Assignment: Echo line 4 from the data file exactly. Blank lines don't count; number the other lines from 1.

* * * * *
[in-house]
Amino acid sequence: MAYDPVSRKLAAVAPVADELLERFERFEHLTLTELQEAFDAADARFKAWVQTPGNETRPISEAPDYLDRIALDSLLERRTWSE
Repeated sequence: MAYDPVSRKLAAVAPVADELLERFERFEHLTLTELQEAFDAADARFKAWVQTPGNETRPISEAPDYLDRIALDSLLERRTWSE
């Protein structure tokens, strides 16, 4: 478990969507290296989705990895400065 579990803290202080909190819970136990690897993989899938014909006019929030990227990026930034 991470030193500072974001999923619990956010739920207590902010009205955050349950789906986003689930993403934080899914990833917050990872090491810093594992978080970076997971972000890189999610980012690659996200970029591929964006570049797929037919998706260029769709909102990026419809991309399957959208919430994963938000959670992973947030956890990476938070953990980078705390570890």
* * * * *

């Protein structure tokens, strides 16, 4: 478990969507290296989705990895400065 579990803290202080909190819970136990690897993989899938014909006019929030990227990026930034 991470030193500072974001999923619990956010739920207590902010009205955050349950789906986003689930993403934080899914990833917050990872090491810093594992978080970076997971972000890189999610980012690659996200970029591929964006570049797929037919998706260029769709909102990026419809991309399957959208919430994963938000959670992973947030956890990476938070953990980078705390570890």